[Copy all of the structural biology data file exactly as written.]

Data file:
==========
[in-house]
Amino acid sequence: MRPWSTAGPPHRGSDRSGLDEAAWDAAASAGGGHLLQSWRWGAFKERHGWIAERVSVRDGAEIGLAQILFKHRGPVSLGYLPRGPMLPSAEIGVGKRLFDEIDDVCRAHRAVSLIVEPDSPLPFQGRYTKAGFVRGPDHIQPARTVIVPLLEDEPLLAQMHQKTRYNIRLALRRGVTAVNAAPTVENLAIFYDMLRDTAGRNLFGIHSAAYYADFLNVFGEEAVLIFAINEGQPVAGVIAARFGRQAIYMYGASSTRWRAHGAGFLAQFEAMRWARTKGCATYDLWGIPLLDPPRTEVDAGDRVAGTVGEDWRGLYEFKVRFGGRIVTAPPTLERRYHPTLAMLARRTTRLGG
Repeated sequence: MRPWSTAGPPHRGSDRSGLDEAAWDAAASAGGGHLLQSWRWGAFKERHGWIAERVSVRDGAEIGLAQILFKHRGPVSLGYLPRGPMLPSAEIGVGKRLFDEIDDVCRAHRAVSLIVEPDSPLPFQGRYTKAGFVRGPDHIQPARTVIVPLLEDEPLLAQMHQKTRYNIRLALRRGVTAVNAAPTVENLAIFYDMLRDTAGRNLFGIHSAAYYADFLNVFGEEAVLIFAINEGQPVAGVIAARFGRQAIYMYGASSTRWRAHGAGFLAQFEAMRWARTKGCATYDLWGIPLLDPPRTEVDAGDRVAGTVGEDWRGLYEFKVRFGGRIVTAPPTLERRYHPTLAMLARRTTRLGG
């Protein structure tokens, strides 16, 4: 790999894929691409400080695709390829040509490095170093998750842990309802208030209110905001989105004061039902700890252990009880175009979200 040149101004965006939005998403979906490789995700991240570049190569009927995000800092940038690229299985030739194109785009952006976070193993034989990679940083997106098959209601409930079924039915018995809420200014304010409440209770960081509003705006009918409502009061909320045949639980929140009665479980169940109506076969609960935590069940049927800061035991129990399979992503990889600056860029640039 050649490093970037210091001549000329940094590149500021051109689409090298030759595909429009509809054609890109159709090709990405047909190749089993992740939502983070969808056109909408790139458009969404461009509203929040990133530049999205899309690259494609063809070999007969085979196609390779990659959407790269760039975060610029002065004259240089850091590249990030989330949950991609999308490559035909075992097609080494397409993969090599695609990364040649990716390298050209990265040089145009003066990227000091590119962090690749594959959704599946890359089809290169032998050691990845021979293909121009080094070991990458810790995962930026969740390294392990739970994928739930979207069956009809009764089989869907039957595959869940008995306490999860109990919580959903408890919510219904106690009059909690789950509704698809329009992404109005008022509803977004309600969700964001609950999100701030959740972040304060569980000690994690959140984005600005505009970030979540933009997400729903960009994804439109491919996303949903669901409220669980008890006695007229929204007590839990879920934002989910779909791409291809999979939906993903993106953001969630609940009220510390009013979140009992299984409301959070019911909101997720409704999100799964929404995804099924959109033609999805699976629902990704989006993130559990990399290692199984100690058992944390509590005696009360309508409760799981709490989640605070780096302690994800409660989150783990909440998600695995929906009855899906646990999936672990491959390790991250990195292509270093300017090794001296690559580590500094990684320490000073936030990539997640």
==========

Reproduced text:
[in-house]
Amino acid sequence: MRPWSTAGPPHRGSDRSGLDEAAWDAAASAGGGHLLQSWRWGAFKERHGWIAERVSVRDGAEIGLAQILFKHRGPVSLGYLPRGPMLPSAEIGVGKRLFDEIDDVCRAHRAVSLIVEPDSPLPFQGRYTKAGFVRGPDHIQPARTVIVPLLEDEPLLAQMHQKTRYNIRLALRRGVTAVNAAPTVENLAIFYDMLRDTAGRNLFGIHSAAYYADFLNVFGEEAVLIFAINEGQPVAGVIAARFGRQAIYMYGASSTRWRAHGAGFLAQFEAMRWARTKGCATYDLWGIPLLDPPRTEVDAGDRVAGTVGEDWRGLYEFKVRFGGRIVTAPPTLERRYHPTLAMLARRTTRLGG
Repeated sequence: MRPWSTAGPPHRGSDRSGLDEAAWDAAASAGGGHLLQSWRWGAFKERHGWIAERVSVRDGAEIGLAQILFKHRGPVSLGYLPRGPMLPSAEIGVGKRLFDEIDDVCRAHRAVSLIVEPDSPLPFQGRYTKAGFVRGPDHIQPARTVIVPLLEDEPLLAQMHQKTRYNIRLALRRGVTAVNAAPTVENLAIFYDMLRDTAGRNLFGIHSAAYYADFLNVFGEEAVLIFAINEGQPVAGVIAARFGRQAIYMYGASSTRWRAHGAGFLAQFEAMRWARTKGCATYDLWGIPLLDPPRTEVDAGDRVAGTVGEDWRGLYEFKVRFGGRIVTAPPTLERRYHPTLAMLARRTTRLGG
């Protein structure tokens, strides 16, 4: 790999894929691409400080695709390829040509490095170093998750842990309802208030209110905001989105004061039902700890252990009880175009979200 040149101004965006939005998403979906490789995700991240570049190569009927995000800092940038690229299985030739194109785009952006976070193993034989990679940083997106098959209601409930079924039915018995809420200014304010409440209770960081509003705006009918409502009061909320045949639980929140009665479980169940109506076969609960935590069940049927800061035991129990399979992503990889600056860029640039 050649490093970037210091001549000329940094590149500021051109689409090298030759595909429009509809054609890109159709090709990405047909190749089993992740939502983070969808056109909408790139458009969404461009509203929040990133530049999205899309690259494609063809070999007969085979196609390779990659959407790269760039975060610029002065004259240089850091590249990030989330949950991609999308490559035909075992097609080494397409993969090599695609990364040649990716390298050209990265040089145009003066990227000091590119962090690749594959959704599946890359089809290169032998050691990845021979293909121009080094070991990458810790995962930026969740390294392990739970994928739930979207069956009809009764089989869907039957595959869940008995306490999860109990919580959903408890919510219904106690009059909690789950509704698809329009992404109005008022509803977004309600969700964001609950999100701030959740972040304060569980000690994690959140984005600005505009970030979540933009997400729903960009994804439109491919996303949903669901409220669980008890006695007229929204007590839990879920934002989910779909791409291809999979939906993903993106953001969630609940009220510390009013979140009992299984409301959070019911909101997720409704999100799964929404995804099924959109033609999805699976629902990704989006993130559990990399290692199984100690058992944390509590005696009360309508409760799981709490989640605070780096302690994800409660989150783990909440998600695995929906009855899906646990999936672990491959390790991250990195292509270093300017090794001296690559580590500094990684320490000073936030990539997640």